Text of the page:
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Free Study Guide: Alas, Babylon by Pat Frank - Free BookNotes

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This chapter sets the scene for the impending war. Randy Bragg leaves to meet his brother, Mark, at the nearby McCoy Air Force Base in Orlando. As he drives there, he listens to the news reports on the radio. The Middle East is abuzz with activities and Russia is rattling its sabers at the United States. Randy has heard it before but had not paid much attention to it. In the light of Mark’s “Alas, Babylon” warning, though, the news reports are ominous.

Florence Wechek and Alice Cooksey meet for their weekly lunch. Alice tells Florence about an incident she had with Kitty Offenhaus, the wife of a prominent local businessman. Kitty, a Daughter of the Confederacy, wanted some books removed from the library, books she considered subversive and anti-South. Alice refuses to remove the books. When Kitty threatens to bring up the issue with the county government (who controlled Alice’s budget), Alice retaliates by threatening to call the media to report on Kitty’s actions. Kitty, realizing she has lost the battle, leaves “in an eight-cylinder huff.” Kitty understands that the negative publicity would hurt her husband’s business interests.

Florence then tells Alice about Mark’s telegram. She thinks it is odd that the children would be coming to Fort Repose before school was out. And, what was that final comment, “Alas, Babylon,” about? Florence, who does not think much of the Bragg brothers, thinks both the brothers are a little odd. Alice, however, knows them both much better than Florence and realizes that something important is being communicated in that cryptic phrase. After lunch, she returns to the library and looks up the phrase in the Bible. The phrase, from the Revelation to St. John, refers to the destruction of the cities in the end-times. Her job as a librarian, and her inquisitive nature, has made her much more aware of world events; she suddenly realizes that nuclear war, and its inevitable consequences, is at hand.

Randy arrives at the base and is sent through to meet his brother. On his way to Base Operations, he notices the changes at the base: there are fewer planes on the runways; there are fewer men on base; civilians and dependents are gone; and there is a general feeling of tension in the air. Randy’s escort, Paul Hart, a squadron commander, tells him about the “interim dispersal” of the aircraft and the quiet evacuation of civilians and non-essential personnel from the base.

Mark arrives. The plane is on its way to SAC headquarters outside Omaha and is stopping at McCoy to refuel. In the short time Randy has with him, Mark tells Randy about the travel arrangements for his family. He tells Randy about events in the Mediterranean and that a defecting Soviet general revealed the Soviet war plan to the Americans. He gives Randy a check for $5,000 (a huge sum of money in the 1950s) with instructions to cash it immediately and buy supplies.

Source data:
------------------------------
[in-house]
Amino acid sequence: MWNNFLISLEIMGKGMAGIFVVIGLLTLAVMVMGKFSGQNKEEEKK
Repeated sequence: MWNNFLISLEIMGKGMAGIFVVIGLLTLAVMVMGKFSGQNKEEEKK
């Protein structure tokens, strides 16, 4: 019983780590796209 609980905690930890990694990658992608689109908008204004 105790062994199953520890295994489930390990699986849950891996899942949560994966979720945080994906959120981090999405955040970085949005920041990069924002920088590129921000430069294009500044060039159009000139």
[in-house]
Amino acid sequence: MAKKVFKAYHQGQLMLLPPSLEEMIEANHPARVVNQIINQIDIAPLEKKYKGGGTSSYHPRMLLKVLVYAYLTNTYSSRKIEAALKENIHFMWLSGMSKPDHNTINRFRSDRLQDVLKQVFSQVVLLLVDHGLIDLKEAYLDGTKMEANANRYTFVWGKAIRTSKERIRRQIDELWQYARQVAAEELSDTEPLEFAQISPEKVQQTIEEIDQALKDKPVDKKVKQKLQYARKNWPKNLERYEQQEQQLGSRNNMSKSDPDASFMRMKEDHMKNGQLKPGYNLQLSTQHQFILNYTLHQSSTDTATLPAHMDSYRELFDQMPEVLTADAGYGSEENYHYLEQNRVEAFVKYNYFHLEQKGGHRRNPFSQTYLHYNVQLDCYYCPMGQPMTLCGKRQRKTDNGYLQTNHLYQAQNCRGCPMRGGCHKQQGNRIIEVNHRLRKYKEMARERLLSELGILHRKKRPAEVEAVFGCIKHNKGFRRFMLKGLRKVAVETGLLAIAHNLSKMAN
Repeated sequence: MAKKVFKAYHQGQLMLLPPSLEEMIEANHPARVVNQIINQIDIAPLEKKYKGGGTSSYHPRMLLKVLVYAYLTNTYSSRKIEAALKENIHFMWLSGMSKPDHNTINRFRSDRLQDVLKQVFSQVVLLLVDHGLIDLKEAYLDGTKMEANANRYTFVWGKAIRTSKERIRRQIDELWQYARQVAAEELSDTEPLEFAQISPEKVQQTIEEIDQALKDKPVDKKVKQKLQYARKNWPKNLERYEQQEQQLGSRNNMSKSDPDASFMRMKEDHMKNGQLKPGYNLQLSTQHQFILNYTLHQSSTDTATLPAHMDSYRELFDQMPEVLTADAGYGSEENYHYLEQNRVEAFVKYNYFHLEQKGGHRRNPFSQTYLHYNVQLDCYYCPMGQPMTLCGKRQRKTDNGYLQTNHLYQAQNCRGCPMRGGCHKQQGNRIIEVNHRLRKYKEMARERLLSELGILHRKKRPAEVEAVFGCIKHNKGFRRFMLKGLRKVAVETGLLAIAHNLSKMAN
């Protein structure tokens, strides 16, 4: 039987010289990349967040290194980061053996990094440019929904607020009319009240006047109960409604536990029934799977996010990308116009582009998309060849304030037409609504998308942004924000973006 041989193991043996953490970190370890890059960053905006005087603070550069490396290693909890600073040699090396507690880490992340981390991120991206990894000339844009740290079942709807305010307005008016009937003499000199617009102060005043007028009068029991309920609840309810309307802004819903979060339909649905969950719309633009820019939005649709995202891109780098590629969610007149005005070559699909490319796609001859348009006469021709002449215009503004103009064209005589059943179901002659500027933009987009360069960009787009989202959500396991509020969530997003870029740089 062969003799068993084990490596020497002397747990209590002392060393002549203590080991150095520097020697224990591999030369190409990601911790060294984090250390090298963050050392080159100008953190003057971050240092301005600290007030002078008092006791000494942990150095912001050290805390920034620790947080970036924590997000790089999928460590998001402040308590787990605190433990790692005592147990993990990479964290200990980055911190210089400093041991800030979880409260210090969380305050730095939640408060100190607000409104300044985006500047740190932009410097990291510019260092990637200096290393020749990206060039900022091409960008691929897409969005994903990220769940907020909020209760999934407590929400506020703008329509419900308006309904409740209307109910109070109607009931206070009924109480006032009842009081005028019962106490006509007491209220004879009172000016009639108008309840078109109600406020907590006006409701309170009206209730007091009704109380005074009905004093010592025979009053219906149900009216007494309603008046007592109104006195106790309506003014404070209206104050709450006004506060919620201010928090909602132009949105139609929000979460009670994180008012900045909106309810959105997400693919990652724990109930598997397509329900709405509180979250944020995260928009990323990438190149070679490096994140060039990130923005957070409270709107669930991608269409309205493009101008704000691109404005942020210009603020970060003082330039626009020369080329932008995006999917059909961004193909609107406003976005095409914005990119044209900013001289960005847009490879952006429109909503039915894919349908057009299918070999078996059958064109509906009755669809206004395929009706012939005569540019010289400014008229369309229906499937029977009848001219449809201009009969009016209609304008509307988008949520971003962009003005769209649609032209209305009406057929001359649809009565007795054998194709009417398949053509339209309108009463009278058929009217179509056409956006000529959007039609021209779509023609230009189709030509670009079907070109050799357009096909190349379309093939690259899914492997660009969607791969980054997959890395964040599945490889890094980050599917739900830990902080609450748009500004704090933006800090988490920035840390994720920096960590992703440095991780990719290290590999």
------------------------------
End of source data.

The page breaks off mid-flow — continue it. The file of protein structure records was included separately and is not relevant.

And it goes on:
Pat Frank paints a very realistic image of Soviet responses during the Cold War to the fictional events in the Middle East. In the era before either the U.S. or the Soviet Union had the technology to launch intercontinental missiles, regional events such as those depicted in the novel were critical. Russia’s centuries-old dream of a warm-water port was a key component of Soviet military plans during the Cold War and it colored much of our military preparedness, including the selection of allies such as Turkey and Iran (before the fall of the Shah and the rise of the ayatollahs).

Alice’s jousting with Kitty shows that the racist, segregationist, anti-Washington dreams of the Old South were still alive in the 1950s. However, attitudes were beginning to change. Alice, being well read and current on events of the time, was in the vanguard of this change. Kitty, as she is depicted in the novel, probably would not have accepted such a change, but she realizes that it is happening nonetheless. The consequences of a media scandal - the negative impact on her husband’s businesses - shows us that the tide toward integration and social equality was beginning to turn.

The two authors to whom Kitty Offenhaus objected were well-known black writers of the times. Carl Rowan (1925-2000) is primarily remembered as a journalist and a civil rights activist in the 1960s. In the 1950s, he traveled to the South to report on the Supreme Court’s decision requiring desegregation. Walter White (1893-1955) was one of the major writers of the Harlem Renaissance.

As in chapter 1, Pat Frank’s knowledge of geopolitical events and the U.S. military’s reaction to the events comes out. The events he describes were realistic and entirely plausible. In the 1950s and 1960s, the Soviet Union tried to influence elections in Greece and Italy to secure Communist victories at the polls. Had those efforts been successful, NATO would have been outflanked on its southern front, dealing the western alliance a crippling, if not fatal, blow.

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